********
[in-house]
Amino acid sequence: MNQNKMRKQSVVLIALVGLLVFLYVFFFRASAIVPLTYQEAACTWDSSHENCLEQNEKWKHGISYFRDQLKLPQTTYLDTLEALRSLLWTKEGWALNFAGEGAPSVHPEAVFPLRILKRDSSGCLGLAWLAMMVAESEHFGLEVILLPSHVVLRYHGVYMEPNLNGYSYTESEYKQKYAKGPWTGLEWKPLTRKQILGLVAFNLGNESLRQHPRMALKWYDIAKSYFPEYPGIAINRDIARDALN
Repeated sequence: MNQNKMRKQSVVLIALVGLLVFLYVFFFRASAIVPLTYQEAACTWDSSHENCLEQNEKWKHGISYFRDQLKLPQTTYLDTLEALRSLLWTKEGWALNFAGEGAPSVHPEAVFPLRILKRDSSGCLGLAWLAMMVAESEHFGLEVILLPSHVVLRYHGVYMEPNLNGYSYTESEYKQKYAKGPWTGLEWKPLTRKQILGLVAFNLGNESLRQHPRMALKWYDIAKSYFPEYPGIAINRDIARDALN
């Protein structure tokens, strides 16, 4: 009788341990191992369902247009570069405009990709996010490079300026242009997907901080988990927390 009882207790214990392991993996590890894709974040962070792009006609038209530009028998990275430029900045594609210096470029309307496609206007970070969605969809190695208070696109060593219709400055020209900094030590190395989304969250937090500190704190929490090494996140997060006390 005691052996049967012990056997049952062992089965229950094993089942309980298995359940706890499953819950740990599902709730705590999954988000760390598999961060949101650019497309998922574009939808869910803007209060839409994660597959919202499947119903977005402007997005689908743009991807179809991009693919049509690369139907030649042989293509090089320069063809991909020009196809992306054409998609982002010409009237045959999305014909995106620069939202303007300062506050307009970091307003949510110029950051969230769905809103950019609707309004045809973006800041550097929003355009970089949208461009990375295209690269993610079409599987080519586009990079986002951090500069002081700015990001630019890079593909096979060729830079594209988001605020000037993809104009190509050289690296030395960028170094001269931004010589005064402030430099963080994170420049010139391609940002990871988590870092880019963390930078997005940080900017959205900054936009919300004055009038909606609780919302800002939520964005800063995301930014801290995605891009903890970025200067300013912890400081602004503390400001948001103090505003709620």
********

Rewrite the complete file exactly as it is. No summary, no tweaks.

[in-house]
Amino acid sequence: MNQNKMRKQSVVLIALVGLLVFLYVFFFRASAIVPLTYQEAACTWDSSHENCLEQNEKWKHGISYFRDQLKLPQTTYLDTLEALRSLLWTKEGWALNFAGEGAPSVHPEAVFPLRILKRDSSGCLGLAWLAMMVAESEHFGLEVILLPSHVVLRYHGVYMEPNLNGYSYTESEYKQKYAKGPWTGLEWKPLTRKQILGLVAFNLGNESLRQHPRMALKWYDIAKSYFPEYPGIAINRDIARDALN
Repeated sequence: MNQNKMRKQSVVLIALVGLLVFLYVFFFRASAIVPLTYQEAACTWDSSHENCLEQNEKWKHGISYFRDQLKLPQTTYLDTLEALRSLLWTKEGWALNFAGEGAPSVHPEAVFPLRILKRDSSGCLGLAWLAMMVAESEHFGLEVILLPSHVVLRYHGVYMEPNLNGYSYTESEYKQKYAKGPWTGLEWKPLTRKQILGLVAFNLGNESLRQHPRMALKWYDIAKSYFPEYPGIAINRDIARDALN
């Protein structure tokens, strides 16, 4: 009788341990191992369902247009570069405009990709996010490079300026242009997907901080988990927390 009882207790214990392991993996590890894709974040962070792009006609038209530009028998990275430029900045594609210096470029309307496609206007970070969605969809190695208070696109060593219709400055020209900094030590190395989304969250937090500190704190929490090494996140997060006390 005691052996049967012990056997049952062992089965229950094993089942309980298995359940706890499953819950740990599902709730705590999954988000760390598999961060949101650019497309998922574009939808869910803007209060839409994660597959919202499947119903977005402007997005689908743009991807179809991009693919049509690369139907030649042989293509090089320069063809991909020009196809992306054409998609982002010409009237045959999305014909995106620069939202303007300062506050307009970091307003949510110029950051969230769905809103950019609707309004045809973006800041550097929003355009970089949208461009990375295209690269993610079409599987080519586009990079986002951090500069002081700015990001630019890079593909096979060729830079594209988001605020000037993809104009190509050289690296030395960028170094001269931004010589005064402030430099963080994170420049010139391609940002990871988590870092880019963390930078997005940080900017959205900054936009919300004055009038909606609780919302800002939520964005800063995301930014801290995605891009903890970025200067300013912890400081602004503390400001948001103090505003709620």